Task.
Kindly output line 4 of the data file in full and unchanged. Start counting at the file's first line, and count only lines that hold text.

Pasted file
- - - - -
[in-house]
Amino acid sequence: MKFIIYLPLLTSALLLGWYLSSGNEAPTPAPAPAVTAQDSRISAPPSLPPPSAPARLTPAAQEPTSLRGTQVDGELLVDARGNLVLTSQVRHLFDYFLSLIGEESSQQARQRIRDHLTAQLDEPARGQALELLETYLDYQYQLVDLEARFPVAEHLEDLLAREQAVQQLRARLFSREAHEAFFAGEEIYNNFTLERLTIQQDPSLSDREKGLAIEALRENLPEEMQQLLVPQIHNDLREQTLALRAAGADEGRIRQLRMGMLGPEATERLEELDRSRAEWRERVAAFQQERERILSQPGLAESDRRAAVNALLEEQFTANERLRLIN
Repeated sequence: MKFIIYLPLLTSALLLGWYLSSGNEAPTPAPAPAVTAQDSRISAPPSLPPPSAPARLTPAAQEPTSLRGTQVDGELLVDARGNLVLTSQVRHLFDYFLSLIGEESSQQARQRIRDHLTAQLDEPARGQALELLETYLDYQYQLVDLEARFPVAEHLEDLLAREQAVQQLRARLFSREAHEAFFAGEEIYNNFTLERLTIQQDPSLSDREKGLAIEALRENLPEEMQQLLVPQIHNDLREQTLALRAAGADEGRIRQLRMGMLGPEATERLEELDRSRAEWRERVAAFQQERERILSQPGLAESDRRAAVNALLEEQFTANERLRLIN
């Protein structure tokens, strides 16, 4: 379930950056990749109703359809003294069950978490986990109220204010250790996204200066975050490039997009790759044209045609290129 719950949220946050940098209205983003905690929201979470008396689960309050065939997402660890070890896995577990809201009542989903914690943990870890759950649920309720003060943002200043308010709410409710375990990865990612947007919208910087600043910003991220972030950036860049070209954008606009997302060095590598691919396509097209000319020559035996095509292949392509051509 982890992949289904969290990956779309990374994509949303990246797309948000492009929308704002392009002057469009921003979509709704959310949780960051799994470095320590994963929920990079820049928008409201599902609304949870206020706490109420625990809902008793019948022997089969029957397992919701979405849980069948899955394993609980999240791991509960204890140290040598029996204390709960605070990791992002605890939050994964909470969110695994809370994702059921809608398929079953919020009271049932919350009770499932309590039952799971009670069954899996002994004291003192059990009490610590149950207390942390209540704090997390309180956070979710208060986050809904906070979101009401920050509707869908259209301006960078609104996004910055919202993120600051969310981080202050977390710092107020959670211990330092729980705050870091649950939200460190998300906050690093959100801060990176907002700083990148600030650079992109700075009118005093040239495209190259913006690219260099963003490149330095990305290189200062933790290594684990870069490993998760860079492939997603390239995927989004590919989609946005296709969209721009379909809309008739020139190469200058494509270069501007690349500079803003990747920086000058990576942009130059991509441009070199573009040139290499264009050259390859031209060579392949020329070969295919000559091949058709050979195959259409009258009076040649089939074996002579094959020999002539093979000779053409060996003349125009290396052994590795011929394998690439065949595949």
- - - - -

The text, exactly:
């Protein structure tokens, strides 16, 4: 379930950056990749109703359809003294069950978490986990109220204010250790996204200066975050490039997009790759044209045609290129 719950949220946050940098209205983003905690929201979470008396689960309050065939997402660890070890896995577990809201009542989903914690943990870890759950649920309720003060943002200043308010709410409710375990990865990612947007919208910087600043910003991220972030950036860049070209954008606009997302060095590598691919396509097209000319020559035996095509292949392509051509 982890992949289904969290990956779309990374994509949303990246797309948000492009929308704002392009002057469009921003979509709704959310949780960051799994470095320590994963929920990079820049928008409201599902609304949870206020706490109420625990809902008793019948022997089969029957397992919701979405849980069948899955394993609980999240791991509960204890140290040598029996204390709960605070990791992002605890939050994964909470969110695994809370994702059921809608398929079953919020009271049932919350009770499932309590039952799971009670069954899996002994004291003192059990009490610590149950207390942390209540704090997390309180956070979710208060986050809904906070979101009401920050509707869908259209301006960078609104996004910055919202993120600051969310981080202050977390710092107020959670211990330092729980705050870091649950939200460190998300906050690093959100801060990176907002700083990148600030650079992109700075009118005093040239495209190259913006690219260099963003490149330095990305290189200062933790290594684990870069490993998760860079492939997603390239995927989004590919989609946005296709969209721009379909809309008739020139190469200058494509270069501007690349500079803003990747920086000058990576942009130059991509441009070199573009040139290499264009050259390859031209060579392949020329070969295919000559091949058709050979195959259409009258009076040649089939074996002579094959020999002539093979000779053409060996003349125009290396052994590795011929394998690439065949595949």